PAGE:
*The Cafe - The cafe serves reasonably priced food and drinks. A mug of tea or coffee will only set you back a quid, but I have to say the instant coffee is really not very nice - there are a several types of coffee available but I haven't tried any others yet. A sandwich which comes with salad and chips is only £2.85, but again I didn't think much of the chips - too big and a bit burnt both times I've had them. A 'Kids Combo' for two to share is £5.55 and consists of Chicken nuggets, fish fingers, sausages and chips. I have found that children won't really sit down and have lunch in here, it's too distracting, so maybe it would be an idea to get a plate of something like this at lunchtime and just let your children pick at it, not the healthiest option, but if it's only once in a while, why not. I would say the healthiest things on the menu are the jacket potatoes with a choice of toppings. There are veggie burgers too, or rather Dalepak grills in a bun - vegetarians will know what I mean, these are often served as veggie burgers in eating establishments and I'm always disappointed when that's what turns up on my plate. Still, it's not somewhere you would go for a meal, but if you're there a few hours it would be nice to get something half decent, rather than chocolate bars, sweets or crisps, which are also available.
*Toilets - I have found that although basically clean they can get a bit messy later in the day. I suppose that's inevitable with hordes of children trampling through them all day long, but I think it could be kept on top of a little better. There are baby changing facilities in the disabled toilet, well okay, not actually in the toilet, but in the same room.
Extras - There is a magazine rack for neglected parents to leaf through. There are themed party rooms, I believe one of these is an under sea room, another is castle themed, but I haven't been in so I can't say much about them. There are letters on the notice board from children and parents saying thank-you for the great parties they've had there, (the cynical side of me imagines staff members faking children's handwriting).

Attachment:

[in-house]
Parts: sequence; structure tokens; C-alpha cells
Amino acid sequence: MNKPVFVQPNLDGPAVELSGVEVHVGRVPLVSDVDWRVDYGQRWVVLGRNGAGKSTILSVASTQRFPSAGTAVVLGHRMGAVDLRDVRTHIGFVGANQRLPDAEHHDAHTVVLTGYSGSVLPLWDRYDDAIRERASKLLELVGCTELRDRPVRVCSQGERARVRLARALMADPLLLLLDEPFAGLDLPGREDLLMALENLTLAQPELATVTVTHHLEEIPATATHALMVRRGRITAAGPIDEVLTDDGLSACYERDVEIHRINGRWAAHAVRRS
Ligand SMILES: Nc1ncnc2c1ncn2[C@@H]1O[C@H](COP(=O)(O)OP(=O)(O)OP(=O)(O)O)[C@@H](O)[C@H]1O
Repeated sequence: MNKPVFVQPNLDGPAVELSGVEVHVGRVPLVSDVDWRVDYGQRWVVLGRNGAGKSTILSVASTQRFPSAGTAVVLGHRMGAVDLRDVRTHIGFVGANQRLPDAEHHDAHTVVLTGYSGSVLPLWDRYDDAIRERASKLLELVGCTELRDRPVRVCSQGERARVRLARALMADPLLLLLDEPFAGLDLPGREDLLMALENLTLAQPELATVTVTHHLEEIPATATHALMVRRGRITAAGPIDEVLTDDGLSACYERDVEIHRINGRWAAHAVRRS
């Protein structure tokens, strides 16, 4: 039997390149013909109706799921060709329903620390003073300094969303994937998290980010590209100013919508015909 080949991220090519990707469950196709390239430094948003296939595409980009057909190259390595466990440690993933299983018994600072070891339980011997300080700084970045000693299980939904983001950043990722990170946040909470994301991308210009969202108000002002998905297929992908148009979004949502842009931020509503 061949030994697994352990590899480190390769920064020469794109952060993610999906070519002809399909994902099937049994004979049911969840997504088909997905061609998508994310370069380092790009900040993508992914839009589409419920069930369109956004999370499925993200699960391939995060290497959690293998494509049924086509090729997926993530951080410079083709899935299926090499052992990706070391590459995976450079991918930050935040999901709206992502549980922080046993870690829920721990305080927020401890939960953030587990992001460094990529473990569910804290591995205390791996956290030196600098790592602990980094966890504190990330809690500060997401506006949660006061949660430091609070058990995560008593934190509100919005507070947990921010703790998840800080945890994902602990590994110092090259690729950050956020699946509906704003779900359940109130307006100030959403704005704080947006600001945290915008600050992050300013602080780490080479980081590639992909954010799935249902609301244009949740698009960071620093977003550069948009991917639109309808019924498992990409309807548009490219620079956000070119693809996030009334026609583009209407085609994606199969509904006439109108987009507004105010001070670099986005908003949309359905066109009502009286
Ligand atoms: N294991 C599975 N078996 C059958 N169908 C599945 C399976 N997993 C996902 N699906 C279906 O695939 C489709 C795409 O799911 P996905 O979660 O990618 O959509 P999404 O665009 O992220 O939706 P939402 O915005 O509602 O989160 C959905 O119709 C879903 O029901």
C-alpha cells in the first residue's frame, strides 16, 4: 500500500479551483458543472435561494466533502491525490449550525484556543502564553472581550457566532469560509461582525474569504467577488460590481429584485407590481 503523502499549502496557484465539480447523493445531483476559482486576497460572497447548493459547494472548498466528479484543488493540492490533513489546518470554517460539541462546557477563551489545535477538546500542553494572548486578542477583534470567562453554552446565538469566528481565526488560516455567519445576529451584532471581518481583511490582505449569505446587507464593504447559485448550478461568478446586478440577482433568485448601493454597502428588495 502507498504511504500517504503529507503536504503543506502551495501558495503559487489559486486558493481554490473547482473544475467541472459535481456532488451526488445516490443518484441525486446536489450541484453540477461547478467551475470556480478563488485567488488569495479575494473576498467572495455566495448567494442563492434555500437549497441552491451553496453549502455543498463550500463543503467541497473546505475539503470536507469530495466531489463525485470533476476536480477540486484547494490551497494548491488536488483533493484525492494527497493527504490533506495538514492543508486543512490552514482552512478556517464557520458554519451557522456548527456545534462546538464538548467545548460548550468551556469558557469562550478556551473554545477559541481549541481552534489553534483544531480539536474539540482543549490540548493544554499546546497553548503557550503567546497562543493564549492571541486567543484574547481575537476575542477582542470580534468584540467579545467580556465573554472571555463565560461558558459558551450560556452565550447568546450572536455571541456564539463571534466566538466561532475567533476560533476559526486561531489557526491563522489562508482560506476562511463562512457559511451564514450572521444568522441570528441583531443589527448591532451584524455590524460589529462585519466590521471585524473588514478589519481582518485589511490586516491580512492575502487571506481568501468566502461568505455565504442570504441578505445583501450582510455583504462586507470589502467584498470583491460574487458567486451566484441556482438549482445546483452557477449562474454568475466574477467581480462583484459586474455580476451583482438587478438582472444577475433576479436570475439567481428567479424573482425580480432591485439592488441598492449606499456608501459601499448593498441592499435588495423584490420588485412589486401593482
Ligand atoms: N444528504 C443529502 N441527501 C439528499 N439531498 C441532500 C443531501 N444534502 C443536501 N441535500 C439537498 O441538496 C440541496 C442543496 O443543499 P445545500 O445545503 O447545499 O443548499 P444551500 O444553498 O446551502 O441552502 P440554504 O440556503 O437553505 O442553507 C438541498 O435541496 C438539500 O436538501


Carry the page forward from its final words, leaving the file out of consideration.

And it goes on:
Last time I visited there were notices up telling of a couple of forthcoming dates when the centre will close at 4.30 for parties. I would have been annoyed if I turned up on the day and found this to be the case. I think these details should really be posted on the website so people can check up before they go.
*Price - On a weekend the entrance per child is on a scale from £3.25 to £3.75. This is meant to be for a two hour session, but if it's not busy the time is basically unlimited. I've certainly spent longer than two hours in here before. It isn't the cheapest soft play around, but considering the amount of entertainment and the length of time you can spend in there it's cheap enough entertainment for a rainy day. Under one's go in for free.
Where you really get value for money though is on weekdays. There are parent and toddler sessions from 10 'til 2 on weekdays during term-time. These cost £2.50 and the price includes a cuppa for the adult(s) and juice and a biscuit for the child(ren). I think this is amazing value. (Get the tea though - that's passable.)
There is a loyalty card scheme, which is basically a case of getting a card stamped on five occasions in order to get a free sixth visit.
Overall I think this is one of the best, (maybe the best), soft play centres in the North East. The equipment seems to be well maintained and clean, which hasn't been the case in other centres I've visited. There are lots of extra toys. The atmosphere is relaxed and friendly, the staff seem happy in their jobs. The food could be improved and the toilets kept up a bit better, but I'd still say that on balance it's good enough for four Dooyoo stars.
Anything not covered here should be on the website at http://www.theplayshack.co.uk
Summary: Top Fun for Tots